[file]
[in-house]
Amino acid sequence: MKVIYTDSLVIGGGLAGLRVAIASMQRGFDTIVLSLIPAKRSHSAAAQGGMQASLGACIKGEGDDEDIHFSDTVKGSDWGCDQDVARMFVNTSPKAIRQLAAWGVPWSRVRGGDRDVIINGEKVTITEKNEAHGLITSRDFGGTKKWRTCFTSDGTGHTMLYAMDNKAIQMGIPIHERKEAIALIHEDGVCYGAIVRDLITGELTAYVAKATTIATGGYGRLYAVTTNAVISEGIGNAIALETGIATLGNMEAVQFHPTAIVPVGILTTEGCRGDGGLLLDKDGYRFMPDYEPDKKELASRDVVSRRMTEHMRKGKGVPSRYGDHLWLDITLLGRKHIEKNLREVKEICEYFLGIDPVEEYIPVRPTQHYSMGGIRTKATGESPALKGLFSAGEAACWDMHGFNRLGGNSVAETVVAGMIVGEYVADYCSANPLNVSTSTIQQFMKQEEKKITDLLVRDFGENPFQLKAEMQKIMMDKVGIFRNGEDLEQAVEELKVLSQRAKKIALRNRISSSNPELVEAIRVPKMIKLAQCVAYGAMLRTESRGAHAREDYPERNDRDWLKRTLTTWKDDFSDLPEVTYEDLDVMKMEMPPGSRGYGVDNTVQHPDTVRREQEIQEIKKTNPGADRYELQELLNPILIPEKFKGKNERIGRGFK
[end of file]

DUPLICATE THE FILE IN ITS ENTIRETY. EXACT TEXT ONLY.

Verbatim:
[in-house]
Amino acid sequence: MKVIYTDSLVIGGGLAGLRVAIASMQRGFDTIVLSLIPAKRSHSAAAQGGMQASLGACIKGEGDDEDIHFSDTVKGSDWGCDQDVARMFVNTSPKAIRQLAAWGVPWSRVRGGDRDVIINGEKVTITEKNEAHGLITSRDFGGTKKWRTCFTSDGTGHTMLYAMDNKAIQMGIPIHERKEAIALIHEDGVCYGAIVRDLITGELTAYVAKATTIATGGYGRLYAVTTNAVISEGIGNAIALETGIATLGNMEAVQFHPTAIVPVGILTTEGCRGDGGLLLDKDGYRFMPDYEPDKKELASRDVVSRRMTEHMRKGKGVPSRYGDHLWLDITLLGRKHIEKNLREVKEICEYFLGIDPVEEYIPVRPTQHYSMGGIRTKATGESPALKGLFSAGEAACWDMHGFNRLGGNSVAETVVAGMIVGEYVADYCSANPLNVSTSTIQQFMKQEEKKITDLLVRDFGENPFQLKAEMQKIMMDKVGIFRNGEDLEQAVEELKVLSQRAKKIALRNRISSSNPELVEAIRVPKMIKLAQCVAYGAMLRTESRGAHAREDYPERNDRDWLKRTLTTWKDDFSDLPEVTYEDLDVMKMEMPPGSRGYGVDNTVQHPDTVRREQEIQEIKKTNPGADRYELQELLNPILIPEKFKGKNERIGRGFK